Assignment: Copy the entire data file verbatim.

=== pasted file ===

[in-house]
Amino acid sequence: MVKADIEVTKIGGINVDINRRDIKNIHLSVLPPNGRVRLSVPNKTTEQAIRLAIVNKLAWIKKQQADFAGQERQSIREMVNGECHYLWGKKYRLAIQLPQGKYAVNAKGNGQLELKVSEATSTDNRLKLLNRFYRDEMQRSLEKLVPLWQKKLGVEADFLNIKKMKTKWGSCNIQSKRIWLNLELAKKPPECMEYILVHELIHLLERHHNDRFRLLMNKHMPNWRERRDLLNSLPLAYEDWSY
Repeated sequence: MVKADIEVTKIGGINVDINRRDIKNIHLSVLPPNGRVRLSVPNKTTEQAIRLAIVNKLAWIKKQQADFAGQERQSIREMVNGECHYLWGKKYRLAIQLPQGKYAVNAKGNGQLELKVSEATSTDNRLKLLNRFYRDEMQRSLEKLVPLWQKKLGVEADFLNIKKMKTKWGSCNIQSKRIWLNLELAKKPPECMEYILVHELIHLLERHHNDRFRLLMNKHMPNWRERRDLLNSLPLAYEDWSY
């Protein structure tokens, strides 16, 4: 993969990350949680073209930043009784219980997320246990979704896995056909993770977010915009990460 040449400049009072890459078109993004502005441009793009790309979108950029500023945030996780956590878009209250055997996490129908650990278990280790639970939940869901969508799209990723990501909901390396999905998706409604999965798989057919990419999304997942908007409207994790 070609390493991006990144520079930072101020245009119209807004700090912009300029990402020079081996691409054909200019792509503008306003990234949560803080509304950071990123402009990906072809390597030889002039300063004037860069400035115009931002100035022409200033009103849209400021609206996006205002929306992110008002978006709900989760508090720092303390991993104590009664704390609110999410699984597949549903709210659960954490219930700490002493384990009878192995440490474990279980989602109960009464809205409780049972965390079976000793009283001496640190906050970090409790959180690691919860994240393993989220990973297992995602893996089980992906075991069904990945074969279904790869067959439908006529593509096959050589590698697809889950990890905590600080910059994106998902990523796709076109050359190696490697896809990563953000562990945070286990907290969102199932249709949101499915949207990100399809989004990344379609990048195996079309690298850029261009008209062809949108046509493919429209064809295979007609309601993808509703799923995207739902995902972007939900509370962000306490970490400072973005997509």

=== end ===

[in-house]
Amino acid sequence: MVKADIEVTKIGGINVDINRRDIKNIHLSVLPPNGRVRLSVPNKTTEQAIRLAIVNKLAWIKKQQADFAGQERQSIREMVNGECHYLWGKKYRLAIQLPQGKYAVNAKGNGQLELKVSEATSTDNRLKLLNRFYRDEMQRSLEKLVPLWQKKLGVEADFLNIKKMKTKWGSCNIQSKRIWLNLELAKKPPECMEYILVHELIHLLERHHNDRFRLLMNKHMPNWRERRDLLNSLPLAYEDWSY
Repeated sequence: MVKADIEVTKIGGINVDINRRDIKNIHLSVLPPNGRVRLSVPNKTTEQAIRLAIVNKLAWIKKQQADFAGQERQSIREMVNGECHYLWGKKYRLAIQLPQGKYAVNAKGNGQLELKVSEATSTDNRLKLLNRFYRDEMQRSLEKLVPLWQKKLGVEADFLNIKKMKTKWGSCNIQSKRIWLNLELAKKPPECMEYILVHELIHLLERHHNDRFRLLMNKHMPNWRERRDLLNSLPLAYEDWSY
């Protein structure tokens, strides 16, 4: 993969990350949680073209930043009784219980997320246990979704896995056909993770977010915009990460 040449400049009072890459078109993004502005441009793009790309979108950029500023945030996780956590878009209250055997996490129908650990278990280790639970939940869901969508799209990723990501909901390396999905998706409604999965798989057919990419999304997942908007409207994790 070609390493991006990144520079930072101020245009119209807004700090912009300029990402020079081996691409054909200019792509503008306003990234949560803080509304950071990123402009990906072809390597030889002039300063004037860069400035115009931002100035022409200033009103849209400021609206996006205002929306992110008002978006709900989760508090720092303390991993104590009664704390609110999410699984597949549903709210659960954490219930700490002493384990009878192995440490474990279980989602109960009464809205409780049972965390079976000793009283001496640190906050970090409790959180690691919860994240393993989220990973297992995602893996089980992906075991069904990945074969279904790869067959439908006529593509096959050589590698697809889950990890905590600080910059994106998902990523796709076109050359190696490697896809990563953000562990945070286990907290969102199932249709949101499915949207990100399809989004990344379609990048195996079309690298850029261009008209062809949108046509493919429209064809295979007609309601993808509703799923995207739902995902972007939900509370962000306490970490400072973005997509």